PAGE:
Tibet: The roof of the world TIBETS GOVERNMENT: THEOCRACY 1933: 13 th Dalai Lama dies 1935: Lhamo Dhondup born 1940: Lhamo Dhondup proclaimed 14 th Dalai Lama, taken to Lhasa –Dalai Lama: Teacher of Ocean Wide Wisdom 1950: Chinese troops liberate Tibet from Feudalism TIBET NOW PART OF CHINA 1959: Tibetan uprising failed, 89,000 Tibetans killed. 14 th Dalai Lama fled –Exile Government led by the Dalai Lama (Head of State) in Dharamsala India –1.2 Million Tibetans died in total/ estimated $80 billion in holy items stolen 1960s: Most Tibetan monasteries destroyed during Maos Cultural Revolution –Mao: Religion is Poison Today: Tibet is an autonomous region –Tibetan Autonomous Region Valley on the way to Tibet
Today: Opening up of Tibet? Chinese rail link to Tibetan town near India to be completed in three yearsChinese rail link to Tibetan town near India to be completed in three years Tibet sees 11th company go publicTibet sees 11th company go public Tourism Shangri-La
Panchen Lama: the lama next in rank to the Dalai Lama Lama: Tibetan religious teacher Tibetan Gendhun Choekyi Nyima ~ Born 1989 ~ Named 11 th Panchen Lama ~ Disappeared 1995 ~ Youngest Political Prisoner Chinese Gyaltsen Norbu ~Born 1990 ~Chosen by Chinese officials in 1995
DaZhao Monastery in Lhasa, the largest in Lhasa TIBET Timeline Regions and Territories: Tibet Tibet Tibet Timeline Dalai Lama: Tibetan People Put Through HellDalai Lama Q & A: China and TibetChina and Tibet Tibet in Picturesin Pictures Free Tibet in Picturesin Pictures Tibet Riot Anniversary (1959)Riot Anniversary Tibet Riots Chinas ReactionReaction
Xinjiang as Tibet? Uighurs are one of 55 nationally designated minorities in China. China's constitution officially recognizes the Uighurs' right to practice their own religion and to speak and learn in their own language. In practice, however, the government maintains tight control over Uighur culture. All mosques are required to register with the government. In 2001, authorities called in 8,000 imams for special training on the Communist Party's ethnic and religious policies. In 2002, Xinjiang's top university eliminated all instruction in the Uighur language. In 1949, when the communists first took power, more than 90 percent of Xinjiang's population was Uighur and about 5 percent was Han, from China's largest ethnic group. However, government-sponsored migration has dramatically changed the demographics of the region. Today, 47 percent of Xinjiang is Uighur and 41 percent is Han. Smaller groups of other Turkic Muslims, including Kyrgyz, Kazakhs, Tajiks and Uzbeks, make up the remainder of the population. The Uighurs (alternately spelled Uyghur, Uyguir, Uiguir and Weiwuer) have lived in this region for centuries. Uighurs use a Turkic dialect and write in an Arabic- based script. Mostly Sunni Muslims, the Uighurs comprise more than a third of China's estimated 18 million Muslims.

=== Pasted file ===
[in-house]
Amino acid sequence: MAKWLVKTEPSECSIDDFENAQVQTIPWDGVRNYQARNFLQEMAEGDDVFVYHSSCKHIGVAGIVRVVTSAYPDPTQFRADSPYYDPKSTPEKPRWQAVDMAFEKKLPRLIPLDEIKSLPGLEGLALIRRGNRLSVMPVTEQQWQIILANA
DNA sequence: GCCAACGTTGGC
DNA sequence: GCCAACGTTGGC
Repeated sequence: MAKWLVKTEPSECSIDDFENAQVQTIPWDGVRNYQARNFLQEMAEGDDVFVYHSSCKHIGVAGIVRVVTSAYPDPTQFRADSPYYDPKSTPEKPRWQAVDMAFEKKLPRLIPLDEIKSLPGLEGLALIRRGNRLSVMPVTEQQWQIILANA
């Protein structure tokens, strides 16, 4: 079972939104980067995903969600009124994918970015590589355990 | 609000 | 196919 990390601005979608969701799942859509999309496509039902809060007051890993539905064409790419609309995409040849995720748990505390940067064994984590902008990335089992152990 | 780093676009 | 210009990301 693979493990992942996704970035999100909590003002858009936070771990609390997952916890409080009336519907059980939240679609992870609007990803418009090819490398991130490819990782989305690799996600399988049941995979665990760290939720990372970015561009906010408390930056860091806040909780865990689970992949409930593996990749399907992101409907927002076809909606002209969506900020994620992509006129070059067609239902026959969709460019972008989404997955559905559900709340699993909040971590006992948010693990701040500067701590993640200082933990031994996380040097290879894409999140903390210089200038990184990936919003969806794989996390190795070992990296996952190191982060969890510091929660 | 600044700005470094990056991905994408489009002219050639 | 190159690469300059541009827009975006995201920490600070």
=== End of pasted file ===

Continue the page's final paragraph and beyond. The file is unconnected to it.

Literally, "way" or "path;" the rhythmic balance and natural, flowing patterns of the universe. The enlightened human being is one who always acts in accordance with the Dao Finding solace and harmony in nature Sage Lao Zi over 2,500 years ago wrote Dao De Jing (Tao Te Ching). –The book expounds on the mysterious Way of the universe, which he calls the Tao.
Confucianism or Literati Tradition Founded by Confucius KUNG FU TZU (b. 551 BCE, d. 479 BCE) –Contemporary of Buddha and lived before Socrates, Plato and Aristotle. NOT A RELIGIONConfucianism is NOT A RELIGION! –A Moral philosophy based around character building –SECULAR ETHICS & SOCIAL CONDUCT! –For the educated elite –Confucius is NOT a deity! Is a code of conduct to help the individual contribute to society through self mastery and personal responsibility. The LUNG-YU, or analects, is the most sacred writings Today: Confucius and TV; weddings; Do your homework! Confucius and TVweddingsDo your homeworkConfucius and TVweddingsDo your homework
Confucius Quotes: Before you embark on a journey of revenge, dig two graves. Ignorance is the night of the mind, but a night without moon and star. When anger rises, think of the consequences. Have no friends not equal to yourself. He who learns but does not think, is lost. He who thinks but does not learn is in great danger. Silence is a friend who will never betray.
CHINA SHOULDN'T FEEL THREATENED BY DIVERSITY Asia One Asia One